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313 of 336 people found the following review helpful
5.0 out of 5 stars The Most Important Debate in our Lifetime, February 9, 2009
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This review is from: Meltdown: A Free-Market Look at Why the Stock Market Collapsed, the Economy Tanked, and Government Bailouts Will Make Things Worse (Hardcover)
Tom Woods has written a timely and timeless book - timely because it addresses the most pressing issue of our day, and timeless because he explains economic cycles and the nature of money in plain language.

It is curious that Congress is on the verge of passing an economic stimulus bill that is opposed by nearly two thirds of Americans. Mr. Woods provides the logic behind the intuition of this increasingly disenfranchised majority. Americans opposed to further government meddling should read this book to fully arm themselves with the knowledge necessary to win the debate. Well-intentioned Americans who support government intervention in the economy should read this book to understand the unintended consequences of their support.

Partisan readers beware: regardless of your political affiliation, you will discover that your party shares in the blame for the mess we're in. It is best to check your party affiliation at the door before you read this book. But read it!

The first chapter quickly identifies fractional reserve central banking as the main driver of the current and previous economic downturns. It's a long-overdue call to debate the necessity of our Federal Reserve system.

The second chapter addresses the housing bubble, and how the loudest voices on all sides of the debate are proposing solutions to the symptoms instead of recognizing the real problem.

The third chapter addresses the government's futile reactions to the financial and economic crisis in the last months of 2008. It's amazing to see such recent history covered so well in a book.

The fourth chapter alone is well worth the price of the book. Mr. Woods explains in plain language that economic cycles are not natural phenomenon, but are caused by artificial manipulation of the money supply. The business cycle theory of Ludwig von Mises and F. A. Hayek is explained in a manner easily understood by the layman reader.

Chapter five covers myths of the Great Depression. Understanding this time in our history has never been so important as it appears we are on the verge of repeating the same mistakes. Mr. Woods gleans lessons by comparing previous market busts and subsequent government reactions to them.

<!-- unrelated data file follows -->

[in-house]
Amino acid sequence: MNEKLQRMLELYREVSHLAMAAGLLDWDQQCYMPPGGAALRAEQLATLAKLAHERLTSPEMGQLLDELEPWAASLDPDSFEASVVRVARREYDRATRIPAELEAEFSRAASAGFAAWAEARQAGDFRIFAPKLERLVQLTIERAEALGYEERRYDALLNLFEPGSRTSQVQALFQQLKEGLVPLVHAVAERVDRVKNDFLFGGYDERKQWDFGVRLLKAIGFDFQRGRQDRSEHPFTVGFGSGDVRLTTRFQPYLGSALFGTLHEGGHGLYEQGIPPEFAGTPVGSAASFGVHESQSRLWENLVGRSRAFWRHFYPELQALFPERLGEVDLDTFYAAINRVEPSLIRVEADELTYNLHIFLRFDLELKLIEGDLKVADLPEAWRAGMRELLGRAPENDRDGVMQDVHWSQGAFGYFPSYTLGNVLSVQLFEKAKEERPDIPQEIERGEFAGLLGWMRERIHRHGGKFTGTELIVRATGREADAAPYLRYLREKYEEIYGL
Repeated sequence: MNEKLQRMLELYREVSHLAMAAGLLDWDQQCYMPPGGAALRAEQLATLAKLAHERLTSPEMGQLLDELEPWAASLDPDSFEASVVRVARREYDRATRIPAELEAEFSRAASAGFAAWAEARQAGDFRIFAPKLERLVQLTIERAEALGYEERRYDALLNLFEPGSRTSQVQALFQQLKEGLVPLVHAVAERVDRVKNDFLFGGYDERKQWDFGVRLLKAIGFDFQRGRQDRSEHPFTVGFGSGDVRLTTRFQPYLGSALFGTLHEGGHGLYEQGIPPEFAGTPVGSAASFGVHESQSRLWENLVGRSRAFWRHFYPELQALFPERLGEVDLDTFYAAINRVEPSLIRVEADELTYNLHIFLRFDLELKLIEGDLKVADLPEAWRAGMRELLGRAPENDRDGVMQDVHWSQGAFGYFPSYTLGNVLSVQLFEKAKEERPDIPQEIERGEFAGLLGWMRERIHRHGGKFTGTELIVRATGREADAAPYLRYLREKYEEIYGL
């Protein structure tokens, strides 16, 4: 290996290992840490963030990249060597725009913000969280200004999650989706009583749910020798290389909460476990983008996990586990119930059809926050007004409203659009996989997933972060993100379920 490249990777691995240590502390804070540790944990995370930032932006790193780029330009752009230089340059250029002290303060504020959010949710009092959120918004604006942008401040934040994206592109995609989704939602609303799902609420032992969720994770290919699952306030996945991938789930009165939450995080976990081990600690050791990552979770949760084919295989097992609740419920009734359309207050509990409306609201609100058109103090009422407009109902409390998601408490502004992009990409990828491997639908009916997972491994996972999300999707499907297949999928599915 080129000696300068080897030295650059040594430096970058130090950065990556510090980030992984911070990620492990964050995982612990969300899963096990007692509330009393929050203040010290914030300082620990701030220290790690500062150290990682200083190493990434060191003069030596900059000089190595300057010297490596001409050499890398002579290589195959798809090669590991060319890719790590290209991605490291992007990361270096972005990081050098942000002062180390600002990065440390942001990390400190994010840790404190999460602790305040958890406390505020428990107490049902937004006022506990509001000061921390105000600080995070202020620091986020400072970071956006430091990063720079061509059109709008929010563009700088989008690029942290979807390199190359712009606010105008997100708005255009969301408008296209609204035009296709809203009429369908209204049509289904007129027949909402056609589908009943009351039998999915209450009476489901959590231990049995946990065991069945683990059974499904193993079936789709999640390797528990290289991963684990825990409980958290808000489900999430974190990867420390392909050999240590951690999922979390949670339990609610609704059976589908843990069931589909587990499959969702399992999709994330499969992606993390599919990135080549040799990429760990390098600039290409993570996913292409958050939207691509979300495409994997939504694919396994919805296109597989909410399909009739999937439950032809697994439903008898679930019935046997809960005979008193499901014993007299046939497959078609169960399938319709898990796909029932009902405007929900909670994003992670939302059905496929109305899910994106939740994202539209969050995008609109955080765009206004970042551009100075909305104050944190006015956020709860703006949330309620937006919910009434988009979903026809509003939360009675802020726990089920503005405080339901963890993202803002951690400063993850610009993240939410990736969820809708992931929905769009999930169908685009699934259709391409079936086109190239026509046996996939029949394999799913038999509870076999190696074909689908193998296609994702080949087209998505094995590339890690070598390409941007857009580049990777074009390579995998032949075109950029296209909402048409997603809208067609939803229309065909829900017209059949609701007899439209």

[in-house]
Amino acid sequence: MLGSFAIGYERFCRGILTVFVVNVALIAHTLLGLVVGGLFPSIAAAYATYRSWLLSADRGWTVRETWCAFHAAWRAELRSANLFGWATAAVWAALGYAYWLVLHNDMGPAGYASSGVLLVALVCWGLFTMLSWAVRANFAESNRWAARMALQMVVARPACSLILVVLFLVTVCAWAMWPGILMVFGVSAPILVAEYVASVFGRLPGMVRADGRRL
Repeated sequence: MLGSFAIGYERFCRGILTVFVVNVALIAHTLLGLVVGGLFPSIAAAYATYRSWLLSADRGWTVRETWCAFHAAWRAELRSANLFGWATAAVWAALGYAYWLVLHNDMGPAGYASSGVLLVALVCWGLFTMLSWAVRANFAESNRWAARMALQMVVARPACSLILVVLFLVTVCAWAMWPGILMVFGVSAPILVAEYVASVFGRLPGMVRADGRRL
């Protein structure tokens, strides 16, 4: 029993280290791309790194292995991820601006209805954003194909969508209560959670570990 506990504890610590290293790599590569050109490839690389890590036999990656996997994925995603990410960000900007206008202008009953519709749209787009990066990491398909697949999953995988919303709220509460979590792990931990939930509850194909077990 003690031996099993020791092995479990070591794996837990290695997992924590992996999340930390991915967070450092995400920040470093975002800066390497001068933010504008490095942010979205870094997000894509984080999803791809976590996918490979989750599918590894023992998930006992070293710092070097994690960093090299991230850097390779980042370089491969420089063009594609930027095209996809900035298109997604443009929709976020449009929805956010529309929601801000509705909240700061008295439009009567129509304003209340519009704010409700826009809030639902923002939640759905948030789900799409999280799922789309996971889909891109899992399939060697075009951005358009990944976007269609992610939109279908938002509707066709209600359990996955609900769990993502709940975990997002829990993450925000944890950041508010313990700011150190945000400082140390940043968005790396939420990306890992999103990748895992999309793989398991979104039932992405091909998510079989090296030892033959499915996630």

Again, the sixth chapter alone is worth the price of the book. Mr. Woods explains the nature of money. It's hard to believe how something we use every day can be such a mystery to us. It's impossible to effectively engage in the debate about fractional reserve central banking without understanding the nature of money. We learn in this chapter how money is a creation of the free market and not a government invention.

The book ends with a chapter that instructs us on what courses of action (or inaction) that we should take in order to restore a lasting prosperity. It is vastly different than the choices being proposed by our government and the media.

Whether you are a liberal, conservative, or something else, I implore you to read this concise, well-reasoned book. In the most important debate in our lifetimes, this book represents a side that is ignored by the media. Ignore it at your peril.
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Showing 1-3 of 3 posts in this discussion
Initial post: Oct 20, 2009 4:58:55 PM PDT
Too bad most of the population isn't showing up for the debate :)

Posted on Feb 11, 2010 7:08:49 AM PST
Good review, though a bit long. "Good," because you name the parts of the book which you recommend, with specifics, and this puts you in the minority who actually show reasons for buying (or not) the book. By the number of "yes votes" you got, I suspect most people didn't mind the text length of your review!

In reply to an earlier post on Feb 11, 2010 10:34:22 AM PST
Thanks, G.
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